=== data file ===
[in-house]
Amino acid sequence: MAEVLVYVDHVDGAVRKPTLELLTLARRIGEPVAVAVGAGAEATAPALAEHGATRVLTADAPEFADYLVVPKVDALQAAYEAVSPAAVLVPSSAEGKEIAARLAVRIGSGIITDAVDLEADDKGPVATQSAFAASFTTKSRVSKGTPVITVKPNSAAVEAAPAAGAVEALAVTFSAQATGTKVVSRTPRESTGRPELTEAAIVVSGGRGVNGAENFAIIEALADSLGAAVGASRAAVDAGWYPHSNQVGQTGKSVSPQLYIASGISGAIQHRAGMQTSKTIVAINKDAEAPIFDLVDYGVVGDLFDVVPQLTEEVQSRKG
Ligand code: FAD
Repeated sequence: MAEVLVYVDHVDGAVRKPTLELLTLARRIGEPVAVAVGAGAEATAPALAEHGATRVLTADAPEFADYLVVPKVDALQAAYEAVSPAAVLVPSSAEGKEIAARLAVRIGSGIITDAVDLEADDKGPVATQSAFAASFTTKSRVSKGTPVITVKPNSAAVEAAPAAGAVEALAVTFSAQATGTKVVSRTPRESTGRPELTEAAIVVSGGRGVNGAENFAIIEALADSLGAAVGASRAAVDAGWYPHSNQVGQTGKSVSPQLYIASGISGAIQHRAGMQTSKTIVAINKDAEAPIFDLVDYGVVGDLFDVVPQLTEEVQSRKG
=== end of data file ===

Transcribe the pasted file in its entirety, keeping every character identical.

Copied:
[in-house]
Amino acid sequence: MAEVLVYVDHVDGAVRKPTLELLTLARRIGEPVAVAVGAGAEATAPALAEHGATRVLTADAPEFADYLVVPKVDALQAAYEAVSPAAVLVPSSAEGKEIAARLAVRIGSGIITDAVDLEADDKGPVATQSAFAASFTTKSRVSKGTPVITVKPNSAAVEAAPAAGAVEALAVTFSAQATGTKVVSRTPRESTGRPELTEAAIVVSGGRGVNGAENFAIIEALADSLGAAVGASRAAVDAGWYPHSNQVGQTGKSVSPQLYIASGISGAIQHRAGMQTSKTIVAINKDAEAPIFDLVDYGVVGDLFDVVPQLTEEVQSRKG
Ligand code: FAD
Repeated sequence: MAEVLVYVDHVDGAVRKPTLELLTLARRIGEPVAVAVGAGAEATAPALAEHGATRVLTADAPEFADYLVVPKVDALQAAYEAVSPAAVLVPSSAEGKEIAARLAVRIGSGIITDAVDLEADDKGPVATQSAFAASFTTKSRVSKGTPVITVKPNSAAVEAAPAAGAVEALAVTFSAQATGTKVVSRTPRESTGRPELTEAAIVVSGGRGVNGAENFAIIEALADSLGAAVGASRAAVDAGWYPHSNQVGQTGKSVSPQLYIASGISGAIQHRAGMQTSKTIVAINKDAEAPIFDLVDYGVVGDLFDVVPQLTEEVQSRKG